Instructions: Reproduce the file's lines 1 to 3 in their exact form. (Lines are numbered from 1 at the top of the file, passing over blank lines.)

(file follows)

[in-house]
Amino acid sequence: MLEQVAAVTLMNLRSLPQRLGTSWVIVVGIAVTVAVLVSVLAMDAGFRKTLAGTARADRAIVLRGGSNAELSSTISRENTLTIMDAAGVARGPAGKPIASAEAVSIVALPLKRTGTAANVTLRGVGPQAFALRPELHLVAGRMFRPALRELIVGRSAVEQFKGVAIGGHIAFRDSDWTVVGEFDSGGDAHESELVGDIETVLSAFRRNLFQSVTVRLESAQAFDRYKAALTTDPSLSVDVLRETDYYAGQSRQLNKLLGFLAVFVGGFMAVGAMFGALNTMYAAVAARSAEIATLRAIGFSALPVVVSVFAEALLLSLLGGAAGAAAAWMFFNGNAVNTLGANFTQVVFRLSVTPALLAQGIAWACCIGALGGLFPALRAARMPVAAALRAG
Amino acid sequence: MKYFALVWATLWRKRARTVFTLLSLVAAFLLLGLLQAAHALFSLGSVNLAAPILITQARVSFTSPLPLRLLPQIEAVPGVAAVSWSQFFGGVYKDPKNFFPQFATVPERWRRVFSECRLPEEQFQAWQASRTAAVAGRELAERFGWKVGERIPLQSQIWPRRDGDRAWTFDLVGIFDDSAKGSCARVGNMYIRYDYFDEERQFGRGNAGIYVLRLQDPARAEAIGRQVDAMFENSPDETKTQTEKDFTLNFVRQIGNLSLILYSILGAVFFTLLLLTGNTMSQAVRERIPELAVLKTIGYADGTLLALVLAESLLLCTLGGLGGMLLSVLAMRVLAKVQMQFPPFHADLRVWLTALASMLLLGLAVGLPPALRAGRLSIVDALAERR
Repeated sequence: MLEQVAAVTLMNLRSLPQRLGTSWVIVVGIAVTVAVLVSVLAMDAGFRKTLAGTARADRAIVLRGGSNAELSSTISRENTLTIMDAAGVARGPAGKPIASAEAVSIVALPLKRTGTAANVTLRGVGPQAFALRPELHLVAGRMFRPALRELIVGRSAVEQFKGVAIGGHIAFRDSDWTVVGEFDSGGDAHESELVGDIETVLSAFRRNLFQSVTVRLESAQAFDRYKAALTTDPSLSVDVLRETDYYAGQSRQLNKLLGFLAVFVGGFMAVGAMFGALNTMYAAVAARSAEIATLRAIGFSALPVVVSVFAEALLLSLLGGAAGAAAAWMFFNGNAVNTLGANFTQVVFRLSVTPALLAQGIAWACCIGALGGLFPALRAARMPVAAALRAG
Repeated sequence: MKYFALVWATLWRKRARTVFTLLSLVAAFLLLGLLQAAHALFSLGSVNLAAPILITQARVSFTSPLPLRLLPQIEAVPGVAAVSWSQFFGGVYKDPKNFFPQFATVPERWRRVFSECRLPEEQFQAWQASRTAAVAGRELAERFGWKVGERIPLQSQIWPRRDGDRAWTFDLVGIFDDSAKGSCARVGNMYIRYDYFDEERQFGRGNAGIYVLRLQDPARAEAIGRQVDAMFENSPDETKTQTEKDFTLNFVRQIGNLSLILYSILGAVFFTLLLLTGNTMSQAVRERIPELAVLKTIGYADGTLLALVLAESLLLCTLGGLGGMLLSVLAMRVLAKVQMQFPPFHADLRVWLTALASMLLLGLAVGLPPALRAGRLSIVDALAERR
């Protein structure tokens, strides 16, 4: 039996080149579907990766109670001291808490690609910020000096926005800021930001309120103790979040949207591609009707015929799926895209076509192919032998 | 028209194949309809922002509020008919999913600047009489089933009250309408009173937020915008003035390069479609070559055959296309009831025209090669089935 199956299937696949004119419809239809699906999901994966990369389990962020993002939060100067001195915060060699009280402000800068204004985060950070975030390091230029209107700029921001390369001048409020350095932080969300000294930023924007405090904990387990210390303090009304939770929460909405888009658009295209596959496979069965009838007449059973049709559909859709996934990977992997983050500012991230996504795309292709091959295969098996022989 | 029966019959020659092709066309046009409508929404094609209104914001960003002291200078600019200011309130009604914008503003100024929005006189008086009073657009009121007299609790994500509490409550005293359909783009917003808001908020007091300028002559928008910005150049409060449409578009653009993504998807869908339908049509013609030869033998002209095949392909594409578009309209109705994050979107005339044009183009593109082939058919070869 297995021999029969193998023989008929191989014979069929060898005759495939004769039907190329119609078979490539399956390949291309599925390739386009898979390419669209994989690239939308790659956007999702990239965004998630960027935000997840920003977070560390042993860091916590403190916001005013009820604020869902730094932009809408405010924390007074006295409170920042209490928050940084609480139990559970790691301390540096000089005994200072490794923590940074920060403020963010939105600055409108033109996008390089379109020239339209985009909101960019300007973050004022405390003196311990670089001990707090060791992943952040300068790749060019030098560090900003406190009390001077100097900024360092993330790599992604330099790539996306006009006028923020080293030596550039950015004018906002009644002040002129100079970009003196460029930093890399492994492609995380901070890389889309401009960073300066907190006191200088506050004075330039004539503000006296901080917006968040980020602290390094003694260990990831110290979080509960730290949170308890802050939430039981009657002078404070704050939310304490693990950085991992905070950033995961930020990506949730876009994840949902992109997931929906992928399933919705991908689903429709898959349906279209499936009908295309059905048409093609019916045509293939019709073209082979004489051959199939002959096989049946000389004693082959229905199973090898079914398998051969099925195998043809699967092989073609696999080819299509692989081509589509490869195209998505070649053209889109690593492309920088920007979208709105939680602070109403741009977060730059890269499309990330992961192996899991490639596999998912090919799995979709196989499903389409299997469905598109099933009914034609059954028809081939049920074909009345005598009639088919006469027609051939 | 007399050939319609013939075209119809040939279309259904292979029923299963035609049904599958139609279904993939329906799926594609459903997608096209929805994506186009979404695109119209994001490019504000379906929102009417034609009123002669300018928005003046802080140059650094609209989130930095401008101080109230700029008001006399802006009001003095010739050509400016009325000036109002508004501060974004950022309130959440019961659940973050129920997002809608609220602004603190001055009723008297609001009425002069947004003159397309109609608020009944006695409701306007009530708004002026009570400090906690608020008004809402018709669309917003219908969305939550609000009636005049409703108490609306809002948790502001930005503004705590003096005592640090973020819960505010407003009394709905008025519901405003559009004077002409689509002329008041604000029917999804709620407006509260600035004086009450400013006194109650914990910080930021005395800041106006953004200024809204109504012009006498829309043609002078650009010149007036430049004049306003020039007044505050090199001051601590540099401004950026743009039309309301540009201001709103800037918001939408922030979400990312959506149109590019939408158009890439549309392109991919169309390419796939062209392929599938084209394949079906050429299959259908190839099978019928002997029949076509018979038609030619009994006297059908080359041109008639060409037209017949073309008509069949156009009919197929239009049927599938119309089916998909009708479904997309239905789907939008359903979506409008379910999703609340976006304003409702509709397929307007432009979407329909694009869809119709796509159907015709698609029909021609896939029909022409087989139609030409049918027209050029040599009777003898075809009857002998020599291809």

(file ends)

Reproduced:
[in-house]
Amino acid sequence: MLEQVAAVTLMNLRSLPQRLGTSWVIVVGIAVTVAVLVSVLAMDAGFRKTLAGTARADRAIVLRGGSNAELSSTISRENTLTIMDAAGVARGPAGKPIASAEAVSIVALPLKRTGTAANVTLRGVGPQAFALRPELHLVAGRMFRPALRELIVGRSAVEQFKGVAIGGHIAFRDSDWTVVGEFDSGGDAHESELVGDIETVLSAFRRNLFQSVTVRLESAQAFDRYKAALTTDPSLSVDVLRETDYYAGQSRQLNKLLGFLAVFVGGFMAVGAMFGALNTMYAAVAARSAEIATLRAIGFSALPVVVSVFAEALLLSLLGGAAGAAAAWMFFNGNAVNTLGANFTQVVFRLSVTPALLAQGIAWACCIGALGGLFPALRAARMPVAAALRAG
Amino acid sequence: MKYFALVWATLWRKRARTVFTLLSLVAAFLLLGLLQAAHALFSLGSVNLAAPILITQARVSFTSPLPLRLLPQIEAVPGVAAVSWSQFFGGVYKDPKNFFPQFATVPERWRRVFSECRLPEEQFQAWQASRTAAVAGRELAERFGWKVGERIPLQSQIWPRRDGDRAWTFDLVGIFDDSAKGSCARVGNMYIRYDYFDEERQFGRGNAGIYVLRLQDPARAEAIGRQVDAMFENSPDETKTQTEKDFTLNFVRQIGNLSLILYSILGAVFFTLLLLTGNTMSQAVRERIPELAVLKTIGYADGTLLALVLAESLLLCTLGGLGGMLLSVLAMRVLAKVQMQFPPFHADLRVWLTALASMLLLGLAVGLPPALRAGRLSIVDALAERR